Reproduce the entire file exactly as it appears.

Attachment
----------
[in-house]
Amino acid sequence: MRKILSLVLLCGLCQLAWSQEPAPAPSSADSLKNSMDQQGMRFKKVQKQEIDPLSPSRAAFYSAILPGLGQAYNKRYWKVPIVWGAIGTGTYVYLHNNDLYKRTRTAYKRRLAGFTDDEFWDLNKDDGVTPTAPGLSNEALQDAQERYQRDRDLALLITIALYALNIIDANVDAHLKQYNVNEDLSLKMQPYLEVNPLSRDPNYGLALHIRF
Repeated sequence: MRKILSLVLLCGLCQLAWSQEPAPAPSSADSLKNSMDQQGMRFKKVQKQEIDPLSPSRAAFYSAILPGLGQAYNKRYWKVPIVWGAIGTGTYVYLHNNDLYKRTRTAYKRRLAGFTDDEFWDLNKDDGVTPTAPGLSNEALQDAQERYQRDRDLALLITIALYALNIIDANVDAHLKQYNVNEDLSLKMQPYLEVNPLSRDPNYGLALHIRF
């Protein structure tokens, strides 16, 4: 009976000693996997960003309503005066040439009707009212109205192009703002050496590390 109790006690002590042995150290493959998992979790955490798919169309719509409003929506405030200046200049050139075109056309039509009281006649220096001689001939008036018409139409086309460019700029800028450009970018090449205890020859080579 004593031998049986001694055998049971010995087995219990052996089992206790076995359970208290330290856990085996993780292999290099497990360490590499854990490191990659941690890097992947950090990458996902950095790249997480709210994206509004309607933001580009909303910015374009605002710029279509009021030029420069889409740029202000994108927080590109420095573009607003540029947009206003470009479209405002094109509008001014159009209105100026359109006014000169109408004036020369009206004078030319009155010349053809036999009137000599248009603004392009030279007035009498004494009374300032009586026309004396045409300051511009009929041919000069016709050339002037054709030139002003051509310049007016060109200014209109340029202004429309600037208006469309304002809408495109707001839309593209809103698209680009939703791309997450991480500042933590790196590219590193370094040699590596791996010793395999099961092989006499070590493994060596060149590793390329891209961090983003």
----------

[in-house]
Amino acid sequence: MRKILSLVLLCGLCQLAWSQEPAPAPSSADSLKNSMDQQGMRFKKVQKQEIDPLSPSRAAFYSAILPGLGQAYNKRYWKVPIVWGAIGTGTYVYLHNNDLYKRTRTAYKRRLAGFTDDEFWDLNKDDGVTPTAPGLSNEALQDAQERYQRDRDLALLITIALYALNIIDANVDAHLKQYNVNEDLSLKMQPYLEVNPLSRDPNYGLALHIRF
Repeated sequence: MRKILSLVLLCGLCQLAWSQEPAPAPSSADSLKNSMDQQGMRFKKVQKQEIDPLSPSRAAFYSAILPGLGQAYNKRYWKVPIVWGAIGTGTYVYLHNNDLYKRTRTAYKRRLAGFTDDEFWDLNKDDGVTPTAPGLSNEALQDAQERYQRDRDLALLITIALYALNIIDANVDAHLKQYNVNEDLSLKMQPYLEVNPLSRDPNYGLALHIRF
């Protein structure tokens, strides 16, 4: 009976000693996997960003309503005066040439009707009212109205192009703002050496590390 109790006690002590042995150290493959998992979790955490798919169309719509409003929506405030200046200049050139075109056309039509009281006649220096001689001939008036018409139409086309460019700029800028450009970018090449205890020859080579 004593031998049986001694055998049971010995087995219990052996089992206790076995359970208290330290856990085996993780292999290099497990360490590499854990490191990659941690890097992947950090990458996902950095790249997480709210994206509004309607933001580009909303910015374009605002710029279509009021030029420069889409740029202000994108927080590109420095573009607003540029947009206003470009479209405002094109509008001014159009209105100026359109006014000169109408004036020369009206004078030319009155010349053809036999009137000599248009603004392009030279007035009498004494009374300032009586026309004396045409300051511009009929041919000069016709050339002037054709030139002003051509310049007016060109200014209109340029202004429309600037208006469309304002809408495109707001839309593209809103698209680009939703791309997450991480500042933590790196590219590193370094040699590596791996010793395999099961092989006499070590493994060596060149590793390329891209961090983003």